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A Profile for Washington National Opera


LINDORO is a lot of fun,” says tenor Juan Diego Flórez. His role in L’Italiana in Algeri, in which he is making his Washington National Opera debut, is one of nine Rossini roles in his repertoire—roles that critics have called “hideously difficult,” and “notoriously strangulated.” Flórez is making Rossini positively hip, again, dazzling with halcyon high notes and precision coloratura, diamond-bright—and thrillingly robust. Says Flórez, “Lindoro is one of those Rossini roles that is like extreme sport. You have to be fit, vocally and physically. The first aria,” he says, searching a CD label, “is eight minutes long! With high D’s!” He says it in delighted amazement at the feat the composer has posed the intrepid tenor, the way a pole-vaulter trumpets his winning centimeter.

            In Madrid, Flórez is called “the Beckham of opera,” invoking both athletic agility and marquee quality. Los Angeleans queue up for Flórez as for red-carpet royalty. In his native Peru, he’s just The Tenor. “Even people who have never heard me know me,” says Flórez, “and they are proud for the country.”

A Profile for New York City Opera's Season Program


COMPOSER Rachel Portman has been Hollywood A-list ever since becoming the first female composer to win the Academy Award (Best Original Score,  Emma). . . .

Portman's sound signature is an opulent, melodic romanticism and lush orchestration, as in her score for Roman Polanski's Oliver, and such other titles as Cider House Rules (Oscar and Grammy nominations), Chocolat (Oscar and Golden Globe nominations) . . .

          Discovering a dearth of meaningful live theater for children, Portman, who has three daughters, determined to help remedy that herself. She settled upon The Little Prince, Antoine de Saint-Exupéry's universally cherished story about a guileless boy who falls from space into the middle of the Sahara Desert. To orient herself to her task in the new medium, Portman turned not to the vast library of operatic literature but to the Moroccan desert, "to hear the sound of the sand."  The tiny caravan traveled atop camels, Portman now calls, "Very lovely . . . Actually most uncomfortable, and endless. Wretched, really . . ."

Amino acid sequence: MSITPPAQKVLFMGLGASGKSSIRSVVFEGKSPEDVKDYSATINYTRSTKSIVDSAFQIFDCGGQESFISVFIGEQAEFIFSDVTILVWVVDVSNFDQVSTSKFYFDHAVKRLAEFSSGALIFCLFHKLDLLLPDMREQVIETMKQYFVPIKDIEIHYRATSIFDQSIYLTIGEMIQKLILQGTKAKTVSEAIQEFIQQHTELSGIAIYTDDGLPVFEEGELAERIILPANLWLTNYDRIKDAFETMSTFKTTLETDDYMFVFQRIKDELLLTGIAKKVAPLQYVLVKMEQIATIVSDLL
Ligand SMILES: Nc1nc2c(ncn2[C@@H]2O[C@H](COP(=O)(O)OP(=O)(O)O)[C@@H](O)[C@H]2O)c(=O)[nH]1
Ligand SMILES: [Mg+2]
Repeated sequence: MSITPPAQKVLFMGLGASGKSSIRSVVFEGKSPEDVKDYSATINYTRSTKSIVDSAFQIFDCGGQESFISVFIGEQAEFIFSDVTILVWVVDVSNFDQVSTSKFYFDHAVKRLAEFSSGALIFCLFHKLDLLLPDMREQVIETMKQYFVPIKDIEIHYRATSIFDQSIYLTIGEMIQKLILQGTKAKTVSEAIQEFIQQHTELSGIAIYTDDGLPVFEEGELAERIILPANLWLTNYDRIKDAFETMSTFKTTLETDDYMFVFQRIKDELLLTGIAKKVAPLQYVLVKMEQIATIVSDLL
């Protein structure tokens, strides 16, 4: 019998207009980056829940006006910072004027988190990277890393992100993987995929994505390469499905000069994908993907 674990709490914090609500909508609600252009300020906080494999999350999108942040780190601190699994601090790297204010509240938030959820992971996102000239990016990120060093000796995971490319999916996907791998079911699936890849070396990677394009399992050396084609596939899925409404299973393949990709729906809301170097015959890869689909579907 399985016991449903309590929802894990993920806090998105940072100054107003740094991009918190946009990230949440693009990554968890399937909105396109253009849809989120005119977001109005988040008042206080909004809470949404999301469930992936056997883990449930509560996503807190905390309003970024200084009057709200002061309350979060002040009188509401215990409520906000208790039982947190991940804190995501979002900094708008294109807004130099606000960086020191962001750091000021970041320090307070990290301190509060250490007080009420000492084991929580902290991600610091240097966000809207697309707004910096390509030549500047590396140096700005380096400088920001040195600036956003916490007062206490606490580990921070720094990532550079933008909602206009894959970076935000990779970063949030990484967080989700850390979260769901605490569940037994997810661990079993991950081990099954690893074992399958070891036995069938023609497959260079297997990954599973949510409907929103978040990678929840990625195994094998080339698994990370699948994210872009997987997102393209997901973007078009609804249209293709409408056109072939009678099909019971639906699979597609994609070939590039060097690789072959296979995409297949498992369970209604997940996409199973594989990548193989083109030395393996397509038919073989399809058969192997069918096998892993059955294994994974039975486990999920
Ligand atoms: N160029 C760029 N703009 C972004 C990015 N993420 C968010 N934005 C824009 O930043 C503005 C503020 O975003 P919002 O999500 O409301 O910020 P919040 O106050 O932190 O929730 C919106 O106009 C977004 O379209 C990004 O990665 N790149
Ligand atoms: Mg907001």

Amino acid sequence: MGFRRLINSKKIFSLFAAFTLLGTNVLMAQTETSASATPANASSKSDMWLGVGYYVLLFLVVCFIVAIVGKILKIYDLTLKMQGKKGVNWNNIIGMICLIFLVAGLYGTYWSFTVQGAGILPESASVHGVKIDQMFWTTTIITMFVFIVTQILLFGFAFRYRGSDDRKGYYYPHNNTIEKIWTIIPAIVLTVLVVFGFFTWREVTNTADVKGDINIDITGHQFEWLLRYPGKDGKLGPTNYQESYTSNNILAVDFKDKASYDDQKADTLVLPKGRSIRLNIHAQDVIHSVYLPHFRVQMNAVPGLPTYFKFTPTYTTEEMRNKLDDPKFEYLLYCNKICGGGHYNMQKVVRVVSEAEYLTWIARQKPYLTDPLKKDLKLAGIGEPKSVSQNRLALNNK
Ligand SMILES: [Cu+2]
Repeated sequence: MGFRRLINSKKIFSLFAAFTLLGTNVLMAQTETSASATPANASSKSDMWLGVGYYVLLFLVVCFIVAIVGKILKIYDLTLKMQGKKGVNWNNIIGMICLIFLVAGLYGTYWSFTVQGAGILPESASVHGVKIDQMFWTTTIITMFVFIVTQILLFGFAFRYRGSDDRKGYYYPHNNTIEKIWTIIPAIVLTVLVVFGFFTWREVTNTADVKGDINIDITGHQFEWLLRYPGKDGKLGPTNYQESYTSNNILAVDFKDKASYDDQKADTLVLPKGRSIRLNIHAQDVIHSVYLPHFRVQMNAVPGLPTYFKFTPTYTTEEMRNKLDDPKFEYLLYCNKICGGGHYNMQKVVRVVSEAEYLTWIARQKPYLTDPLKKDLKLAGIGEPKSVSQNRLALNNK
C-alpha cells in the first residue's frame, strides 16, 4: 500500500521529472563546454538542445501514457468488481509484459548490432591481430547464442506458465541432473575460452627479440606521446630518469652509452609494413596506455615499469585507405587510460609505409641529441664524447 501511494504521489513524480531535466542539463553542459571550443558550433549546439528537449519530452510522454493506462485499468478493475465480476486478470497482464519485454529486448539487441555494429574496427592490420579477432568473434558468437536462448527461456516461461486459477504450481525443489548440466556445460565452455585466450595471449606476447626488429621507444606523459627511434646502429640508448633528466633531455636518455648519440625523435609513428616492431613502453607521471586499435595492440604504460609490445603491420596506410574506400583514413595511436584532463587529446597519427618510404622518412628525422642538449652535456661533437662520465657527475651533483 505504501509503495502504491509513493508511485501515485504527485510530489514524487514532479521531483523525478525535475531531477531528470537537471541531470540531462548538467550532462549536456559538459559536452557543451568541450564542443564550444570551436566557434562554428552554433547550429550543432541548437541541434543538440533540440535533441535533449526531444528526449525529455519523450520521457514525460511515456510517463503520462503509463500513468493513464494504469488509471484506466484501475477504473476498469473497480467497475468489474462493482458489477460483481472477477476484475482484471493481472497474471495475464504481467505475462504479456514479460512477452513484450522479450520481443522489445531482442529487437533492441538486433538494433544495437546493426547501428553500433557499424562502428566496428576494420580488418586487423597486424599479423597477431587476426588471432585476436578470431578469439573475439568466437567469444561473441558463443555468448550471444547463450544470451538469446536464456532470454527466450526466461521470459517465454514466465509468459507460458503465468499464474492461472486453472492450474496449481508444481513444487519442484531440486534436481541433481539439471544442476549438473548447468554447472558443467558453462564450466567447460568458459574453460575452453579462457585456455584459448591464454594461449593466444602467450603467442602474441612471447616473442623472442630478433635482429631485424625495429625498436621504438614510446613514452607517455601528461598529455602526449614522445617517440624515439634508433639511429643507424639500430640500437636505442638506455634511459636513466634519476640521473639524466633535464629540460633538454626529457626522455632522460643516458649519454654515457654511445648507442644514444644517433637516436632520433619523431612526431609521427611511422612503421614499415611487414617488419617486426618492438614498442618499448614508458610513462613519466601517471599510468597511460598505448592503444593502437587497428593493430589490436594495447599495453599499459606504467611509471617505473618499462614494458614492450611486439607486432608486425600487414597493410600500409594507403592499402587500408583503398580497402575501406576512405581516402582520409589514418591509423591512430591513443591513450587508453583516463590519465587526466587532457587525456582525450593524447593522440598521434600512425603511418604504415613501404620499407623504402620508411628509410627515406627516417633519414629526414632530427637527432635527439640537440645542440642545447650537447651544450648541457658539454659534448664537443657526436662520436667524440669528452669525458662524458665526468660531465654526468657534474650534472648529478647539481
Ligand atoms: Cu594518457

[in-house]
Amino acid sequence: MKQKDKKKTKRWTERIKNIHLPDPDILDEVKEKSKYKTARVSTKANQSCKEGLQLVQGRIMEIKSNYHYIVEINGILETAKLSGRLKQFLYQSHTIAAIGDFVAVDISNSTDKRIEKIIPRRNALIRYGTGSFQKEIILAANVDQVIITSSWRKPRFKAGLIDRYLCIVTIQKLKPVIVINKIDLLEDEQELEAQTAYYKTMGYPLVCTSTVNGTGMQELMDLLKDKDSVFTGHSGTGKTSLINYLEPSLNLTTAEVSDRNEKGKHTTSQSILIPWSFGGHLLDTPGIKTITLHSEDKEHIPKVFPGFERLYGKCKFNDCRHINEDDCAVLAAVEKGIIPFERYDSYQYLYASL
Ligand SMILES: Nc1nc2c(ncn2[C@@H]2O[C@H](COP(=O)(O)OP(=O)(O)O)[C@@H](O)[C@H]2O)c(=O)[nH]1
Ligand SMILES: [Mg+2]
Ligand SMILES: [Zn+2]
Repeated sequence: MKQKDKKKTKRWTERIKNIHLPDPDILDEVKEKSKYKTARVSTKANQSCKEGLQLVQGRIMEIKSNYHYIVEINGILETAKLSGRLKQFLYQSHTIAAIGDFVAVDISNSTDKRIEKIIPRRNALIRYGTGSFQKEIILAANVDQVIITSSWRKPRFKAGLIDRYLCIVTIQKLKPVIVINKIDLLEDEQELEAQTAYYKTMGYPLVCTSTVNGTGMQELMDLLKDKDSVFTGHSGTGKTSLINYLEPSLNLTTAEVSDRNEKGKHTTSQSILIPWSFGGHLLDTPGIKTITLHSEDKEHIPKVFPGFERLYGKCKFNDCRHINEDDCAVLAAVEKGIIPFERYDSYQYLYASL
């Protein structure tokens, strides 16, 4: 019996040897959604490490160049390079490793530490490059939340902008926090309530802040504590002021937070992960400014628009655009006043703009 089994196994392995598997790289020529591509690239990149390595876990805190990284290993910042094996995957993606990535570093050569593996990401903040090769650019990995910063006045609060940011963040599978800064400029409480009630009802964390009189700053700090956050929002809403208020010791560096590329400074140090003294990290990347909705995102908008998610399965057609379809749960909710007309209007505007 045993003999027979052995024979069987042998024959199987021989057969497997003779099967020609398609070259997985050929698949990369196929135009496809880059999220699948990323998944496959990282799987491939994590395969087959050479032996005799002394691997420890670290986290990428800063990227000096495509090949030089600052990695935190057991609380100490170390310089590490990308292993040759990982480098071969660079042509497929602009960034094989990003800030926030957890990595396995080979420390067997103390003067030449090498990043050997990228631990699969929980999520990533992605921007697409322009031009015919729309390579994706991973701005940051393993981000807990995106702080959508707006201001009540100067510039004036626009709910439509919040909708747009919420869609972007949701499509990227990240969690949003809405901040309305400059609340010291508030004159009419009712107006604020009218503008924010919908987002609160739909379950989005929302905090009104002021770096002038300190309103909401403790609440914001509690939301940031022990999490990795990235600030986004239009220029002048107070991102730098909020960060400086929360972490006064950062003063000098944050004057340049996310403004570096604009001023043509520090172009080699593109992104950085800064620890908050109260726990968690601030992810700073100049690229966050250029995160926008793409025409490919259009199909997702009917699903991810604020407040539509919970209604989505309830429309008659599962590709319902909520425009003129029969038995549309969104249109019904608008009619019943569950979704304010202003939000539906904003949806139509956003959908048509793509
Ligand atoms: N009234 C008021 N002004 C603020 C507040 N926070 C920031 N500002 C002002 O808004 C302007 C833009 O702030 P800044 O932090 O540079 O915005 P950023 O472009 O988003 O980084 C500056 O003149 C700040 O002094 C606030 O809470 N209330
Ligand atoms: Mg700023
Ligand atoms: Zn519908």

A profile for of the composer's collaboration with author Salmon Rushdie


NO ONE PUTS new wine into old wine skins, reads the Gospel of Mark, otherwise the wine will burst the skins and the wine is lost and so are the skins; but one puts new wine into fresh wine skins."

          With no less certainty and much the same authority, composer Charles Wuorinen holds forth on these and other aspects of art and culture: "There is an unfortunate general conception among a lot of people that art is elite. . .Thus it is our duty to expand and assert the value of higher culture in life without apology."

A profile of painter Marlene Dumas for ACC


WHEN SOUTH AFRICAN painter Marlene Dumas first conceded her penchant for the human form, at Capetown’s Michealis School of Fine Arts in the 1970’s, the figure in art was anything but hip. Abstract Expressionism dominated and Conceptualism was coming on. But Dumas had found her passion early and has followed it ever since. One Hundred Models and Endless Rejects (2001) invoked the symbiotic artist/model relationship—always a powerful alchemy of ambiguous intimacy, controlled voyeurism, and sexual tension . . .

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